Thursday, April 14, 2011

Did Former Rebels Resuscitate Confederate Ideology Through Commemorations?

Greetings Cosmic Americans!

Scholars have argued that veterans organized and conceived of Civil War commemorations as distinct breaks with the contentious past – as moments at sites of historical memory that established a clear demarcation between what was old and what was new. Simultaneously, they sanctioned cherished memories as a heritage that exalted the present and functioned as a unifying bond between all American soldiers, Yankee and Rebel alike. Forward looking Confederate veterans, historians have argued, paid tribute to their heroes and their cause “that they believed to be just,” erected countless monuments, and looked ahead – selectively recalling the virtues of their past deeds to validate the present while conveniently marginalizing the profound issues surrounding the disruption of war. In so doing, former Confederates contributed to a great national healing, for better or worse, and by century’s end, had reinvented themselves as loyal, patriotic Americans. However, for many ex-Rebels, the past, articulated through commemorations, served as a compelling reminder of disunion in stark contrast against an era imagined as one of robust national reconciliation.

A widely accepted thesis has developed suggesting that veterans constructed a “whitewashed” version of Civil War memory involving little that had been at issue during the war. In Race and Reunion: The Civil War in American Memory, for example, historian David W. Blight emphasizes the connection between deep-seated racism and national reconciliation, suggesting “white supremacists and reconciliationists locked arms” and by the “turn of the century delivered a segregated memory of the Civil War on Southern terms.” This interpretation, while compelling, obscures the tense, often vituperative negotiation processes of formerly warring sections suddenly thrust back together, each staking a claim to a nationalist spirit. To be sure, former Confederates elevated their heroes to the heights of the American pantheon as personifications of national virtue and celebrated their cause as reflective of the original intent of the founding generation while distancing themselves from the fight to preserve slavery. Yet they did so under the watchful eye of antagonists north of the Potomac, many of whom in turn countered what they considered traitorous perversions of the truth. While most former Rebels encouraged national unity and asserted that “history” would ultimately affirm their glorious cause, many nevertheless sided with their bitter comrades and blamed northerners, often with vicious acrimony, for distorting the Confederate vision of state sovereignty and racial hierarchy – the cornerstones of the Confederate nation transposed in the post-war world. The confrontations between former enemies actively working in the reconciliation era to shape their own versions of nationalism reveal periods of heightened anxiety in the southern states. These episodes suggest an ever-widening gap between former enemies, when those considered reconciled seemed to be working against the very unity they proclaimed.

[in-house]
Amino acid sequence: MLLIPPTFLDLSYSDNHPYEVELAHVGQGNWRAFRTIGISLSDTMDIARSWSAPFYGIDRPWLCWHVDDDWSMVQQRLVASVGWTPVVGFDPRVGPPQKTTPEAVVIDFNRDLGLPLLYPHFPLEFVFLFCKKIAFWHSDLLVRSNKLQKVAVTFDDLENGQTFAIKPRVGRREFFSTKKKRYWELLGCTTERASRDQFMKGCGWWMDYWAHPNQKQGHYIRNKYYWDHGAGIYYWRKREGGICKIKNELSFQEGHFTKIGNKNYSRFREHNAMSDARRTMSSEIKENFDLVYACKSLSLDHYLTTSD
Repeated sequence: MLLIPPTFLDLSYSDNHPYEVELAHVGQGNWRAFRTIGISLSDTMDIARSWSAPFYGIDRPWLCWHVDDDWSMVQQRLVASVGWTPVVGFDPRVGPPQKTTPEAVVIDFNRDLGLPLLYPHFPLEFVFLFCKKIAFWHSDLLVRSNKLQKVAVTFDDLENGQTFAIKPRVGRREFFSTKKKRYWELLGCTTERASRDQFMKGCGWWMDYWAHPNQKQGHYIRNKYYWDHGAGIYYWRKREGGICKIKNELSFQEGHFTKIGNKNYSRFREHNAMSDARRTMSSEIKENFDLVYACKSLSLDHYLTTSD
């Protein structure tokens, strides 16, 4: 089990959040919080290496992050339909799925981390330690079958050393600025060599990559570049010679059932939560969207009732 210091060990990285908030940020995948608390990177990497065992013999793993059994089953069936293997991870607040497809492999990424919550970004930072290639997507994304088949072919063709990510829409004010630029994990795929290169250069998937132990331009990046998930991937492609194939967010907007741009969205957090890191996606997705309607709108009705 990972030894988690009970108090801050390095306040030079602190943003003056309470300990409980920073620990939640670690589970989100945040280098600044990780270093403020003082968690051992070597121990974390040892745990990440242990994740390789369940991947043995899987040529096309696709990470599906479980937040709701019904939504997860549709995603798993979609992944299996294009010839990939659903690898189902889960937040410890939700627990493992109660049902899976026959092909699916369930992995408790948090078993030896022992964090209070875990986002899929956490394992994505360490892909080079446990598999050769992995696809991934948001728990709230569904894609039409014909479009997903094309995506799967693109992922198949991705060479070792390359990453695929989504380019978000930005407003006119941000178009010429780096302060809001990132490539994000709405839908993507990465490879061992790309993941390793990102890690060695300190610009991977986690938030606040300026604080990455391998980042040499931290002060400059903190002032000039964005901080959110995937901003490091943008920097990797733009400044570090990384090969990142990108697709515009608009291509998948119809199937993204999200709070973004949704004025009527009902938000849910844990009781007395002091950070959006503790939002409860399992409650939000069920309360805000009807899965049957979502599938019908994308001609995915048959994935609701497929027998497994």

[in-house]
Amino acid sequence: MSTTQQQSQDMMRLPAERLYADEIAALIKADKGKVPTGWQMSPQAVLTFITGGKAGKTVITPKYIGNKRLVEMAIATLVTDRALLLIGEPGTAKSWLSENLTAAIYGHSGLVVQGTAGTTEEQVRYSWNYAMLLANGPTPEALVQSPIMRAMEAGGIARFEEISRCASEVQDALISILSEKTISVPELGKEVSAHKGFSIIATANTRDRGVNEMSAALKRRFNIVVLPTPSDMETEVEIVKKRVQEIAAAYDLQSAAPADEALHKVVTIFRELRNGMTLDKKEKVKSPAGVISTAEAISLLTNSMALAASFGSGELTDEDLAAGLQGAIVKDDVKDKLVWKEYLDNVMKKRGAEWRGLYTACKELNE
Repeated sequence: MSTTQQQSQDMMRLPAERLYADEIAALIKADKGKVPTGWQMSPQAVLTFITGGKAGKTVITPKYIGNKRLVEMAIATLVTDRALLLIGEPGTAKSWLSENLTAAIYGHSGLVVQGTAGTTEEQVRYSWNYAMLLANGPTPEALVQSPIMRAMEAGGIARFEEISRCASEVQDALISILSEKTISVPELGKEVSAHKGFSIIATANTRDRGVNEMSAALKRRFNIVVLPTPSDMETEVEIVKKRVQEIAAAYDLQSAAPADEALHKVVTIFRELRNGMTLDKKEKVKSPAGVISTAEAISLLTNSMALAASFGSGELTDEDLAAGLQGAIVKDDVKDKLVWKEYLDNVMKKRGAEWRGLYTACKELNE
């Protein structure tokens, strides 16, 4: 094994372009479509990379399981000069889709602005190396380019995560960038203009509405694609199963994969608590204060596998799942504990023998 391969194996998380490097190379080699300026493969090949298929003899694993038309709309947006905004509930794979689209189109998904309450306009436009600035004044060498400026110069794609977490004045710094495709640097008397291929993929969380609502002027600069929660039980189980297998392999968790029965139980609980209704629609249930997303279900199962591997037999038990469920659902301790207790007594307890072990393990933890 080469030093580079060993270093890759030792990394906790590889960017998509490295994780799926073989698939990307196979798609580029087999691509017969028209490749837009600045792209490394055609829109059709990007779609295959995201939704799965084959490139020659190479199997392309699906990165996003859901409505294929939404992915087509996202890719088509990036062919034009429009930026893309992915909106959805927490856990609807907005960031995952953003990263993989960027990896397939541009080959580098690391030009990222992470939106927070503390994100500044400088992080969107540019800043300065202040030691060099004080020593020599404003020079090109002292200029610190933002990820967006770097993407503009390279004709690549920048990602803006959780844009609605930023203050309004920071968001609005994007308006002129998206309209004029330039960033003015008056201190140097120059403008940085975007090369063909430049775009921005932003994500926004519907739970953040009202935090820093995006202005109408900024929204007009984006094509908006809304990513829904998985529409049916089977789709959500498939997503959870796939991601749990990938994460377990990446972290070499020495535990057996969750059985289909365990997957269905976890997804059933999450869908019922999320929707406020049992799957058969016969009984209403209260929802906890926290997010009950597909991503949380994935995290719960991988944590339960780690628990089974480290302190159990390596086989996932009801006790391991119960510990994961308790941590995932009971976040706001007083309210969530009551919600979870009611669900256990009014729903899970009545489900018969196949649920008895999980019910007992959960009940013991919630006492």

1. What a brilliant post! Still a lot of those heightened anxieties down here in the South, actually.

    I did a paper in grad school in a similar vein examining how the Alamo tied into Civil War commemorations in Texas (long story short, white people want their own way, then want it again and again). Blight's thesis seems accurate but you are also so right about the chinks in the facade of cooperation. In East TX there are still separate bathrooms for Black people in some restaurants! Yes! sick.

  2. "In East TX there are still separate bathrooms for Black people in some restaurants! Yes! sick."

    Shorter just to type, "Vidor."